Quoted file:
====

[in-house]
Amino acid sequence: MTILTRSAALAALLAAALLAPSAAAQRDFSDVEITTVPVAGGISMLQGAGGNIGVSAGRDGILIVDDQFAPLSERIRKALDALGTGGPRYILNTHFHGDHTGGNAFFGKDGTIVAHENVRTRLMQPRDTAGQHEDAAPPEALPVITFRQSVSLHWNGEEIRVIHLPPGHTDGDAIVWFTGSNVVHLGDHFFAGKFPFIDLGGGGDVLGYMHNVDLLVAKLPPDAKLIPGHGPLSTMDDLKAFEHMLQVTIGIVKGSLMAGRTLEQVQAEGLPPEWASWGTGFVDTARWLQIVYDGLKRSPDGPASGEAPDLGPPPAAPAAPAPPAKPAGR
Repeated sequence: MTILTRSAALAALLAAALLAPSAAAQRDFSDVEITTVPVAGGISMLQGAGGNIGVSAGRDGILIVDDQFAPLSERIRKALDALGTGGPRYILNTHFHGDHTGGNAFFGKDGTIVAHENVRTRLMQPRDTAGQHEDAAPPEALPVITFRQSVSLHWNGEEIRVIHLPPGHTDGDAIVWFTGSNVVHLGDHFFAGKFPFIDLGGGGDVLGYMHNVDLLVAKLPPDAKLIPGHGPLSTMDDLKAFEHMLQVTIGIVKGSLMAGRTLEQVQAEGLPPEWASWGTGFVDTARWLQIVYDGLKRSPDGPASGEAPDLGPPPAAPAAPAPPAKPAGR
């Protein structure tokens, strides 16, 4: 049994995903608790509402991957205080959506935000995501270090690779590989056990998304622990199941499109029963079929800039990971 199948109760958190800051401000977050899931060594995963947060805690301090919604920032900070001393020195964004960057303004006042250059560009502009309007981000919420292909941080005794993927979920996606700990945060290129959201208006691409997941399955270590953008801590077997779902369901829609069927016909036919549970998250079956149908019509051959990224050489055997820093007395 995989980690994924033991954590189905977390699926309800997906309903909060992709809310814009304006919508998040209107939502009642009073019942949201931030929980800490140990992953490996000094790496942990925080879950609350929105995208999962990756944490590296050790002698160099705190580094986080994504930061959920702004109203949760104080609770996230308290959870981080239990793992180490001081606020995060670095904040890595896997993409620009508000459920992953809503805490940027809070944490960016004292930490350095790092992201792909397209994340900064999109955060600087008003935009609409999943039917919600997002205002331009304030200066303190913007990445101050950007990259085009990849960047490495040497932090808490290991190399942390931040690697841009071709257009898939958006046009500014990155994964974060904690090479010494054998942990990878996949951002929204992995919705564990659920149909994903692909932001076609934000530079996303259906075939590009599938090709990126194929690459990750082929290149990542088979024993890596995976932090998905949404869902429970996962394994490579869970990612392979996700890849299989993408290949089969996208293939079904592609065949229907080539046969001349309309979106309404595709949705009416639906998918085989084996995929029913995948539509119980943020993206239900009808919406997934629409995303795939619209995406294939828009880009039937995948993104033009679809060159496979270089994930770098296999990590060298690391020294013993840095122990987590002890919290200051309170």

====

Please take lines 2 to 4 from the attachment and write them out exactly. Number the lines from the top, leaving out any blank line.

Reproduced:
Amino acid sequence: MTILTRSAALAALLAAALLAPSAAAQRDFSDVEITTVPVAGGISMLQGAGGNIGVSAGRDGILIVDDQFAPLSERIRKALDALGTGGPRYILNTHFHGDHTGGNAFFGKDGTIVAHENVRTRLMQPRDTAGQHEDAAPPEALPVITFRQSVSLHWNGEEIRVIHLPPGHTDGDAIVWFTGSNVVHLGDHFFAGKFPFIDLGGGGDVLGYMHNVDLLVAKLPPDAKLIPGHGPLSTMDDLKAFEHMLQVTIGIVKGSLMAGRTLEQVQAEGLPPEWASWGTGFVDTARWLQIVYDGLKRSPDGPASGEAPDLGPPPAAPAAPAPPAKPAGR
Repeated sequence: MTILTRSAALAALLAAALLAPSAAAQRDFSDVEITTVPVAGGISMLQGAGGNIGVSAGRDGILIVDDQFAPLSERIRKALDALGTGGPRYILNTHFHGDHTGGNAFFGKDGTIVAHENVRTRLMQPRDTAGQHEDAAPPEALPVITFRQSVSLHWNGEEIRVIHLPPGHTDGDAIVWFTGSNVVHLGDHFFAGKFPFIDLGGGGDVLGYMHNVDLLVAKLPPDAKLIPGHGPLSTMDDLKAFEHMLQVTIGIVKGSLMAGRTLEQVQAEGLPPEWASWGTGFVDTARWLQIVYDGLKRSPDGPASGEAPDLGPPPAAPAAPAPPAKPAGR
């Protein structure tokens, strides 16, 4: 049994995903608790509402991957205080959506935000995501270090690779590989056990998304622990199941499109029963079929800039990971 199948109760958190800051401000977050899931060594995963947060805690301090919604920032900070001393020195964004960057303004006042250059560009502009309007981000919420292909941080005794993927979920996606700990945060290129959201208006691409997941399955270590953008801590077997779902369901829609069927016909036919549970998250079956149908019509051959990224050489055997820093007395 995989980690994924033991954590189905977390699926309800997906309903909060992709809310814009304006919508998040209107939502009642009073019942949201931030929980800490140990992953490996000094790496942990925080879950609350929105995208999962990756944490590296050790002698160099705190580094986080994504930061959920702004109203949760104080609770996230308290959870981080239990793992180490001081606020995060670095904040890595896997993409620009508000459920992953809503805490940027809070944490960016004292930490350095790092992201792909397209994340900064999109955060600087008003935009609409999943039917919600997002205002331009304030200066303190913007990445101050950007990259085009990849960047490495040497932090808490290991190399942390931040690697841009071709257009898939958006046009500014990155994964974060904690090479010494054998942990990878996949951002929204992995919705564990659920149909994903692909932001076609934000530079996303259906075939590009599938090709990126194929690459990750082929290149990542088979024993890596995976932090998905949404869902429970996962394994490579869970990612392979996700890849299989993408290949089969996208293939079904592609065949229907080539046969001349309309979106309404595709949705009416639906998918085989084996995929029913995948539509119980943020993206239900009808919406997934629409995303795939619209995406294939828009880009039937995948993104033009679809060159496979270089994930770098296999990590060298690391020294013993840095122990987590002890919290200051309170």